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Just A-Walkin' The Dog

Bigtime journalism, sneaking drinks, and bluegrass cellphones


Nothing gets a journalist's juices flowing quicker than mention of a free meal. Or T-shirt. Or CDs, DVDs, or books on tape. The Jeep Outdoor Tour, which had parked itself at Verizon Wireless Amphitheatre, invited us last Tuesday to a press luncheon, replete with loads of lookalike alt-rockers, other local press (the Observer and some local weatherman who forgot his pen and kept borrowing mine), and free, all-you-can-eat grub. We were told to arrive at noon, but Lynn Farris and I waited till nearly 3:30 before I was able to interview headliner Sheryl Crow. In the meantime, we sat on deck chairs under a shaded sort of veranda and invented ways to entertain ourselves. Lynn checked out a picture of Brad Pitt in Outside magazine. I made a game of seeing how many different brands of $100+ ripped up "vintage" jeans I could spot on the up-and-coming alt-rockers seated beside us. Another fun thing to do was devise creative ways of telling Verizon, other media folks, and the aforementioned cookie cutter bands that no, in fact, you don't want to interview them. After a few hours of this, we were moved to another covered patio, and brought bottles of water to help fight the blistering heat. It's a rough life. Finally, like a mirage, Crow appeared, bounding out of a golf cart with her dog, Scout, on a leash, plus a makeup person, a hair person, and a dog walker. Crow was dressed for a casual lunch, wearing tight leather pants, a tank top, and stiletto heels. Dressed in a baseball cap and thrift-store button-down, I felt like Travis Bickle from Taxi Driver. Crow didn't disappoint those expecting a star's entrance; spotting another dog, Oliver, belonging to the band Pseudopod (author's note: Pseudopod?). "Whose dog is that?" she asked, in a (mock?) angry tone. "Get them off the tour!" After enduring an endless interview with the pen-less weatherguy, Crow made her way to my table. Wherein her hair/make-up person came over and touched her up. . .for a print interview. I asked if he could give me a quick touch-up, too, as I was covered in sweat by that point, and likely scaring Ms. Crow. Obviously not used to sarcasm, he responded with a blank stare that said "and just who do you think you are, you sweaty little boy?" I said nothing and averted his eyes, though in my head, I had a mohawk. "You talkin' to me? Are you talking to me?" -- TCD

That's why they're always happy: The Dave Matthews Band played Verizon Friday night, by which time my vengeful fantasies had fallen prey to the feel-good, Trustafarian vibes of Matthews & Co. More fun than Dave, however, was watching folks decide how to smuggle unmentionables into the facility. To get past security, many kids put their expensive college educations to good use. There was the shoe technique, in which folks hid "airplane bottles" of beverage in their shoes (They're called airplane bottles for a reason. Drink a couple and you'd be surprised how easily they fly.) There was the Pancho Villa method, in which folks lined their waistbands with the stuff like so many bullets. There was the cap method, always a safe-bet at Abercrombie-friendly DMB shows. Of course, there was always the popular pound-the-hell-out-of-it-in-the-parking-lot method, which many folks took advantage of. Myself? Arriving late, I just found an old, nearsighted security guard who couldn't give two dimes what you had as long as it wasn't a gun. Maybe hearing laidback Dave rubbed off on him. -- TCD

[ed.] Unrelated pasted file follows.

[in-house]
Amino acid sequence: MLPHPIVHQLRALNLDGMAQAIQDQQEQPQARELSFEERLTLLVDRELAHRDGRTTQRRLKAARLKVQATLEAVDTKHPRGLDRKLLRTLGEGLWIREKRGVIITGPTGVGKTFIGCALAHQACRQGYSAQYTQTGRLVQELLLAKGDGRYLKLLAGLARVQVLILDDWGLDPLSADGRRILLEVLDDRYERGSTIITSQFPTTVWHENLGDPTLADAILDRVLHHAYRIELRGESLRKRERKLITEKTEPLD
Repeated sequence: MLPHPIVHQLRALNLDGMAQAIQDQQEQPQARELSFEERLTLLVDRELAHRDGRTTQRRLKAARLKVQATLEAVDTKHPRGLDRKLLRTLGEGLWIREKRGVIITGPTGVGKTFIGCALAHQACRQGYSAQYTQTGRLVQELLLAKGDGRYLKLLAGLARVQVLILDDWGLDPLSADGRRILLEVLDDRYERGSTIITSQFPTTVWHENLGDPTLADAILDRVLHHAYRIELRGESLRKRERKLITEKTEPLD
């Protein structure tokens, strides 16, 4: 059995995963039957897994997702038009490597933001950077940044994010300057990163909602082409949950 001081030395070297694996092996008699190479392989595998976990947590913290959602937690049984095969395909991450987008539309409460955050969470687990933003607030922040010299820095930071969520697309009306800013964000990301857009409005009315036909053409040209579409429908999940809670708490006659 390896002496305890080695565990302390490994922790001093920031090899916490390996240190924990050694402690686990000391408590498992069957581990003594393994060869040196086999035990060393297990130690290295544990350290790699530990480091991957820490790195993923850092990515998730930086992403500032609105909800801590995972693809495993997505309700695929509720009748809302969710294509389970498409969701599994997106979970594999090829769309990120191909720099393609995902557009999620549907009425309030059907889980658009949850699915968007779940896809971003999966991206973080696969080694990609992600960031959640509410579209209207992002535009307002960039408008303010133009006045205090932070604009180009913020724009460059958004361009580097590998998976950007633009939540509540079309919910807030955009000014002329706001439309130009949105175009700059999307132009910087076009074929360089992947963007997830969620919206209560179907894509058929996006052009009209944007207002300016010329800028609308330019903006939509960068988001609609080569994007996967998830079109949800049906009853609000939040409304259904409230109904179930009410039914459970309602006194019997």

Bluegrass Frenzy: An unexpected number of folks showed up Saturday for the Down From the Mountain Tour at Cricket Arena. The show, which had suffered slow ticket sales, featured most of the stars from the soundtrack of the movie O Brother, Where Art Thou? like Alison Krauss, Emmylou Harris, Ralph Stanley, Dan Tyminski and Norman Blake, as well as the likes of Ricky Skaggs, Patty Loveless and the Del McCoury Band added for good measure. The unanticipated numbers caused some complications. The overflow in the main lobby sent ticket sellers scrambling to open more windows while an impromptu autograph session with Stanley sent merchandise vendors into a frenzy as fans snatched up memorabilia for him to sign. Most of the canned beer vendors ran out before intermission which forced hoards of thirsty folks to stand in long lines at the concession stands where they bled the kegs bone dry till nothing but foam filled the cups. The lady at the Bavarian Nut booth even ran out of nuts! The arena was nearly full for the more than three hours of good ol' bluegrass, folk and mountain roots music. And, as I can always count on, in a crowd that consisted mostly of khaki-clad baby-boomers, sprinkled with a few young bohemians and good ol' boys, a very enthusiastic (and buzzed) redneck with a cellphone no less, was seated right beside me. His best friend couldn't make it ""cause his wife wouldn't let him come," so in between hoots and hollers he'd call his buddy to let him hear Emmylou and the rest of the bunch. Every time he'd raise that phone in the air, I'd think to myself, O Brother, Why Me? -- LF

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